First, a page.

Barossa’s story began in the mid 1800s when a group of Silesian Lutherans, fleeing religious persecution, settled in the region and began working the land of Barossa’s largest land owner George Fife Angas. The settlers took to growing fruit and due to the climate in the region, grapes were most ideally suited and toward the end of the 1800s, several wineries had been established. Distinctly Germanic names such a Johann Henschke, Oscar Seppelt of Seppeltsfield and Kaesler that are leading names in the Barossa wine industry today are evidence of these early pioneers, and many are continuing today through several generations of the same family.
The wines were originally produced for religious and home use but it didn’t take long before they were being made commercially and by the start of the 20th Century wine was being exported back to England. The demand for fortified wine was huge and this coupled with the long journey on water, fortified wines dominated Barossa’s wine market right up until the end of the 1960s, but this would lead to a crisis that would set the industry into decline. As demand for fortified wines dried up, many growers were left unprofitable and the South Australian Government introduced the vine pull scheme, uprooting many of Barossa’s ancient vines during the 1980s. It took the efforts of some of the regions new faces of the time to bring the industry back by paying the growers above market value for their grapes, and saving the old vines that have become a hallmark of Barossa wine.
It is Barossa’s ancient vines that have shaped the region's style and reputation and the forward thinking attitude of the region's producers is one that is only beginning to filter through to the rest of the wine world. The winemakers of the 1980s helped to revive Barossa’s heritage, paving the way for the next generation of Barossa winemakers and this balance between heritage and progression has continued with an unparalleled energy through the region's newest and brightest stars of the 21st Century.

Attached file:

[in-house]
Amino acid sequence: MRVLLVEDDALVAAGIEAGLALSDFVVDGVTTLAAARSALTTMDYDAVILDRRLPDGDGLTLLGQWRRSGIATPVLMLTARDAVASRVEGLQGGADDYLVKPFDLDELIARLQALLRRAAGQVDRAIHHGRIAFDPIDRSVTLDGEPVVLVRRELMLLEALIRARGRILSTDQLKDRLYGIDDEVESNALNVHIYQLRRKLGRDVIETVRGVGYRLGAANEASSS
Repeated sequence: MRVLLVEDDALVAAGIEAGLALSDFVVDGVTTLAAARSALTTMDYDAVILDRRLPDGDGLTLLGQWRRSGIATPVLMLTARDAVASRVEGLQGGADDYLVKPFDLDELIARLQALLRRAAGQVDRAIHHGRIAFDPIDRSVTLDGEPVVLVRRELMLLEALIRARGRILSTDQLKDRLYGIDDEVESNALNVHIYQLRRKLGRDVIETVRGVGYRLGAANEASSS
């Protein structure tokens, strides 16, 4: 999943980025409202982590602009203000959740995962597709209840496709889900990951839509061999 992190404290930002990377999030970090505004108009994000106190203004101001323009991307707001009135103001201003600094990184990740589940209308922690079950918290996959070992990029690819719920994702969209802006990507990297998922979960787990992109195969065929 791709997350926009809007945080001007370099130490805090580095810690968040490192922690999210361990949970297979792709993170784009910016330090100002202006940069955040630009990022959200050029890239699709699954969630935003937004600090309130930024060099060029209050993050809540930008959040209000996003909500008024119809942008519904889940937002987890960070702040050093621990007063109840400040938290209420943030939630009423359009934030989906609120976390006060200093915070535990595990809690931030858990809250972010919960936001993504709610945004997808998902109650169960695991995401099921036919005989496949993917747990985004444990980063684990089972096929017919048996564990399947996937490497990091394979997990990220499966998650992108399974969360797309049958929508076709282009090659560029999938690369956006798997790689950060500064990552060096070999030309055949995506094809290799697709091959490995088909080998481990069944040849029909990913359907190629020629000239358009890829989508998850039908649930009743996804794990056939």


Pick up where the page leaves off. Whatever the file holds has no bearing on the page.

The Barossa Valley is warm and dry with low rainfall and low humidity, which can lead to a risk of drought during the growing season. It’s lower in altitude and is typified by gentle, rolling hills and valleys and is home to some of the world’s oldest clusters of vines, some of which are over 125 years old. These old vines are very low yielding and produce exceptionally concentrated fruit which is exploited by producers like Greenock Creek, Hobbs and Standish to make very rich and powerful wines that due to their concentration, often reach high levels of alcohol. Although several varieties are grown across Barossa, by far the most widely planted is Shiraz, producing rich, fruit forward wines. In the past, Barossa’s reputation has suffered from this rich style of wine, with consumers and producers favouring wines from cooler areas of Australia. However, a wave of smaller, artisan wineries began to pop up during the 1980’s and 1990’s and brought a resurgence to this region.